Holiday makers help protect largest fish in the sea

May 1st, 2009 - 2:16 pm ICT by IANS  

Sydney, May 1 (IANS) The world’s largest and rarest fish, the whale shark, may be increasing in number in one of its vital habitats, a new study by scientists and the general public has revealed.
The remarkable success of the online survey of whale sharks was carried out by Earthwatch volunteers, tourists, divers and researchers at Ningaloo, Western Australia.

It has prompted scientists to issue a worldwide call to holiday makers and divers to join a global effort to monitor and protect the largest fish in the sea. Whale sharks are thought to be at risk.

“Besides showing that whale sharks can increase where they are well-protected, we have also demonstrated the power of citizen-science, that ordinary people around the world can make a real contribution to serious research and conservation,” said Brad Norman, project coordinator and founder of ECOCEAN whale shark project.

ECOCEAN, a not-for-profit group, has pioneered this new programme, aimed at engaging members of the public to help monitor and ultimately protect wildlife, both in the sea and on land through the development of similar programmes for other endangered species, said an Earthwatch release.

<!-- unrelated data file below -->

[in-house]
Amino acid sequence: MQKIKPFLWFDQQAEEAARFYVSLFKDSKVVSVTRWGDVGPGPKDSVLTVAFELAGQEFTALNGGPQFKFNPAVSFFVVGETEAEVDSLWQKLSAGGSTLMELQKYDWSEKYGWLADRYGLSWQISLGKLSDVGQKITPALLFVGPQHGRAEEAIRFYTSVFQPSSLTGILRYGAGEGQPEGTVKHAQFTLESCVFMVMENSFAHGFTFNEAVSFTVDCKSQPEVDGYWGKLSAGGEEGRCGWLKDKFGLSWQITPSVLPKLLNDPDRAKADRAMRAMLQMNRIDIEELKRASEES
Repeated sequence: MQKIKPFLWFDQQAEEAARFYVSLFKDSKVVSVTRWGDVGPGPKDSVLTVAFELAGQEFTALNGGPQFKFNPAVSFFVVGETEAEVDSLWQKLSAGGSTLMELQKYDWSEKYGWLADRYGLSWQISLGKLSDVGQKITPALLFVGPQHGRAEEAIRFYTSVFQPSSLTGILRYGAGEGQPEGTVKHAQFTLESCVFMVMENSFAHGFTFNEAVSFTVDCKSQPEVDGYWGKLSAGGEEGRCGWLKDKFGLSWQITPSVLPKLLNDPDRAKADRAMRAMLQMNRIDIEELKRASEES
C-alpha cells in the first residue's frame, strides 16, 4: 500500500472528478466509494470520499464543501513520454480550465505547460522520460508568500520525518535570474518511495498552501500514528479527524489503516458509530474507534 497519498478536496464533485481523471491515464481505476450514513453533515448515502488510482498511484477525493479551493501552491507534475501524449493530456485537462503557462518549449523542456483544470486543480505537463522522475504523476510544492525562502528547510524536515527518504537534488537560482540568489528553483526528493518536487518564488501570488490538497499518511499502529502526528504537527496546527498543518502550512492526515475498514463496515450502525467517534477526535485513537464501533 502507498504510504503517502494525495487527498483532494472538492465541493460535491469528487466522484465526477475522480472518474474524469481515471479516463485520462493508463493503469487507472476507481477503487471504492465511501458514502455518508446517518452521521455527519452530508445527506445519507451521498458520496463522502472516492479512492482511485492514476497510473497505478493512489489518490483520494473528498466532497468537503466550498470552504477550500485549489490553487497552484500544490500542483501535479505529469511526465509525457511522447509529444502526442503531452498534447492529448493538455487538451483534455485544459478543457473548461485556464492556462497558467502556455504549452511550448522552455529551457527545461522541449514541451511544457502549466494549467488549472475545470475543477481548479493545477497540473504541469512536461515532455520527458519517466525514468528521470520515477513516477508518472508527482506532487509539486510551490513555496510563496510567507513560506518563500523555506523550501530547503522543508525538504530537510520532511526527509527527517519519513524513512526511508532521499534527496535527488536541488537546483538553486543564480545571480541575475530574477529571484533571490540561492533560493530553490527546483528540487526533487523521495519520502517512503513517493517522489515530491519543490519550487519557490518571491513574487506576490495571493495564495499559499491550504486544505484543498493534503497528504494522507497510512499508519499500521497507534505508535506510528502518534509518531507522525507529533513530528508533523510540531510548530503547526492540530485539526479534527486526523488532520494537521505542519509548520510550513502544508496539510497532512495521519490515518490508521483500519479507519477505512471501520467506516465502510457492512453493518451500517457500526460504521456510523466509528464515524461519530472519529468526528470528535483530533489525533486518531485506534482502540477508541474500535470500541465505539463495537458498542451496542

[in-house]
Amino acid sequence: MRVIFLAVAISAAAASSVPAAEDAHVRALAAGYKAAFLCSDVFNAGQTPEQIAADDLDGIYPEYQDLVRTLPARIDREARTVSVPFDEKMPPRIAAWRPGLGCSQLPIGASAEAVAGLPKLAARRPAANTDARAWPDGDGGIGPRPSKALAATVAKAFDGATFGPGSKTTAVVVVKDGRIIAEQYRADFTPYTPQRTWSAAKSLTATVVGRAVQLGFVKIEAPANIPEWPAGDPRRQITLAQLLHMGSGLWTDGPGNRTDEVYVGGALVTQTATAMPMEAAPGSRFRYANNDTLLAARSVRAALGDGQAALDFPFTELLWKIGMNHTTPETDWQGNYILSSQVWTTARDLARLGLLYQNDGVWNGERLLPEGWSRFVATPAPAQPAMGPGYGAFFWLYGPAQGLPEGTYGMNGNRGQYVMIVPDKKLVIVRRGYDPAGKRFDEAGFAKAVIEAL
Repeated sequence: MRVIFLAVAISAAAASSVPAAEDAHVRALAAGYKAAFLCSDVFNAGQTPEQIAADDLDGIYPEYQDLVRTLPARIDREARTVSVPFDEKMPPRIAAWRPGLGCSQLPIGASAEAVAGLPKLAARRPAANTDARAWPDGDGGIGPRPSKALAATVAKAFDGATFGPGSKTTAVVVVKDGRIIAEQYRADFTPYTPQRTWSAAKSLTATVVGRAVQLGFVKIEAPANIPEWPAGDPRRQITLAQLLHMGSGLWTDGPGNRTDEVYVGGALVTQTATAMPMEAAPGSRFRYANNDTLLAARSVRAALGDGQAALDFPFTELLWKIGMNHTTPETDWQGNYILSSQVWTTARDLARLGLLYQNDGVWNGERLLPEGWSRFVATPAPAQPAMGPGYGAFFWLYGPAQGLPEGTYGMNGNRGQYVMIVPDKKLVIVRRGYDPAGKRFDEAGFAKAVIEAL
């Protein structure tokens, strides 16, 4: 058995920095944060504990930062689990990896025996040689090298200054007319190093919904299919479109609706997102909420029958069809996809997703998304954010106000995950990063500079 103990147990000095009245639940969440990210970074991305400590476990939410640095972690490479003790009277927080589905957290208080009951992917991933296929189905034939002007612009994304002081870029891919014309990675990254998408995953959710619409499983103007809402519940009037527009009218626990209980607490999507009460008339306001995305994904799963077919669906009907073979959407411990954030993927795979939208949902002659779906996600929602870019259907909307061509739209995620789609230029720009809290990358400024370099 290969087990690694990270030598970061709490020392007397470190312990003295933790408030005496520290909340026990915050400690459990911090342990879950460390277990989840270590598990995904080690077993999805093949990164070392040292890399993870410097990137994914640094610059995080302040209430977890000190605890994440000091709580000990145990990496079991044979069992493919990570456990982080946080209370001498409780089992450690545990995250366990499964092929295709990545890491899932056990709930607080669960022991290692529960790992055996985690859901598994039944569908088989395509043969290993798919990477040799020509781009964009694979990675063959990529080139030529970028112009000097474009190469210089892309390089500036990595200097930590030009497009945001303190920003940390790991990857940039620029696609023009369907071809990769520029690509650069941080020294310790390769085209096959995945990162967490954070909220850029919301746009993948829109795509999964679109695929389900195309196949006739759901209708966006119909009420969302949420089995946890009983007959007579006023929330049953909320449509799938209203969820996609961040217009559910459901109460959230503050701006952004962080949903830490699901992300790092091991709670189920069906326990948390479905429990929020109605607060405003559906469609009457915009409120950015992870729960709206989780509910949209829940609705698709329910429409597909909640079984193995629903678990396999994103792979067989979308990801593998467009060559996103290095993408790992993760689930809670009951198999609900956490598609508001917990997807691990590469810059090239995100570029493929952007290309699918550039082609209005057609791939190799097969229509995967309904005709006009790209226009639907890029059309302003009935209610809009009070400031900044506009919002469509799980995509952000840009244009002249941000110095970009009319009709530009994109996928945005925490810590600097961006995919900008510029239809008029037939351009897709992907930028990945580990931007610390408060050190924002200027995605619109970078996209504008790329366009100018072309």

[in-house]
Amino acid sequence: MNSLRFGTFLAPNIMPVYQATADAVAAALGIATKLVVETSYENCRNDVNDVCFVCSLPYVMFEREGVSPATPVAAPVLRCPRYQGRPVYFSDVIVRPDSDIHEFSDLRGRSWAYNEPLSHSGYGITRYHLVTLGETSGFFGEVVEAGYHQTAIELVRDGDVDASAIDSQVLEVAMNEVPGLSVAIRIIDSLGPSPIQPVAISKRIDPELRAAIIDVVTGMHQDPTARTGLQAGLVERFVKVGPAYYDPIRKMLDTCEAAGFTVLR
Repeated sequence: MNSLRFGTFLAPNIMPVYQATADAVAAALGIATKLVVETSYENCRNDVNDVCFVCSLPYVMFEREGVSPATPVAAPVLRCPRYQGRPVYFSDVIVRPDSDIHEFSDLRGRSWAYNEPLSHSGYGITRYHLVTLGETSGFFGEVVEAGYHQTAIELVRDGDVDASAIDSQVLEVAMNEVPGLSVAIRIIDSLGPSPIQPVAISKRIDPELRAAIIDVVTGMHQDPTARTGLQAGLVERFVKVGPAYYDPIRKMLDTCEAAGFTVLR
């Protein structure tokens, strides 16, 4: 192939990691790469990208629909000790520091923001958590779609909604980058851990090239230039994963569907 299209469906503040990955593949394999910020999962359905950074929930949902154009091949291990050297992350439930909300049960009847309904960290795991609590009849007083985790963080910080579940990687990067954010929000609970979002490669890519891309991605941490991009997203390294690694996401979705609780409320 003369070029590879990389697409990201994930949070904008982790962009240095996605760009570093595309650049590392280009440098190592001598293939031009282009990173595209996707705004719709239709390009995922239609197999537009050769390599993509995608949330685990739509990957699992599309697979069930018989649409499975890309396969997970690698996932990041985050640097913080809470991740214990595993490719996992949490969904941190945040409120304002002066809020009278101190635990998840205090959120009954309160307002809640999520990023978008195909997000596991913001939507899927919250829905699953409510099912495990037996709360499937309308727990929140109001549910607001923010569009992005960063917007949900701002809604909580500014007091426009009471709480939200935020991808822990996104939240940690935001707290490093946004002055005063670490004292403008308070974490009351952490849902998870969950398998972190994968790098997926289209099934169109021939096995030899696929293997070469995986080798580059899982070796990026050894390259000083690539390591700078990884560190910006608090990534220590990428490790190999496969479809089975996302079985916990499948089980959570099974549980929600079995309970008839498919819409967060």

“Thanks to increasing levels of data collection,” said Norman, “we’re finally able to estimate how many whale sharks appear annually, how long they typically remain at Ningaloo Marine Park (NMP), their patterns of arrival and departure, and shifts in their population structure.”

The team’s new findings have been published in Endangered Species Research (ESR).

Jason Holmberg, lead author of ESR study, states that they have been able to create statistical models demonstrating a modestly increasing annual population of around 150 sharks.

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